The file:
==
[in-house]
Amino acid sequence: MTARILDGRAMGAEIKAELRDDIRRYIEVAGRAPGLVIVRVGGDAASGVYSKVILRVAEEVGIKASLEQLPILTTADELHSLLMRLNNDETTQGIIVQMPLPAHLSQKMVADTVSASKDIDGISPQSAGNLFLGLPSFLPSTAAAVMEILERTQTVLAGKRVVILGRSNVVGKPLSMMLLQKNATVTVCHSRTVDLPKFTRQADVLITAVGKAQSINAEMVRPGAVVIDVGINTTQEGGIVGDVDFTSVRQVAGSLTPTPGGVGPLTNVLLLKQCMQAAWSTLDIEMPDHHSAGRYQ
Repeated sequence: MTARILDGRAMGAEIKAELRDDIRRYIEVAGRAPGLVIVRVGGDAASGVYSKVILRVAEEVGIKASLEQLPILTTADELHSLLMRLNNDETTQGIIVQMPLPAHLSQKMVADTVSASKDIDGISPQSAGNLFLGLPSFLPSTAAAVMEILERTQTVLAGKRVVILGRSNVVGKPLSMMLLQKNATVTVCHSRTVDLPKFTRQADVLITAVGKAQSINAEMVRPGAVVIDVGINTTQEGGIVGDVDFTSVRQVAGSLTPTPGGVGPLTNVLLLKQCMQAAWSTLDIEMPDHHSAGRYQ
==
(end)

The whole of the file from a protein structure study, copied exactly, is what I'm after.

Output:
[in-house]
Amino acid sequence: MTARILDGRAMGAEIKAELRDDIRRYIEVAGRAPGLVIVRVGGDAASGVYSKVILRVAEEVGIKASLEQLPILTTADELHSLLMRLNNDETTQGIIVQMPLPAHLSQKMVADTVSASKDIDGISPQSAGNLFLGLPSFLPSTAAAVMEILERTQTVLAGKRVVILGRSNVVGKPLSMMLLQKNATVTVCHSRTVDLPKFTRQADVLITAVGKAQSINAEMVRPGAVVIDVGINTTQEGGIVGDVDFTSVRQVAGSLTPTPGGVGPLTNVLLLKQCMQAAWSTLDIEMPDHHSAGRYQ
Repeated sequence: MTARILDGRAMGAEIKAELRDDIRRYIEVAGRAPGLVIVRVGGDAASGVYSKVILRVAEEVGIKASLEQLPILTTADELHSLLMRLNNDETTQGIIVQMPLPAHLSQKMVADTVSASKDIDGISPQSAGNLFLGLPSFLPSTAAAVMEILERTQTVLAGKRVVILGRSNVVGKPLSMMLLQKNATVTVCHSRTVDLPKFTRQADVLITAVGKAQSINAEMVRPGAVVIDVGINTTQEGGIVGDVDFTSVRQVAGSLTPTPGGVGPLTNVLLLKQCMQAAWSTLDIEMPDHHSAGRYQ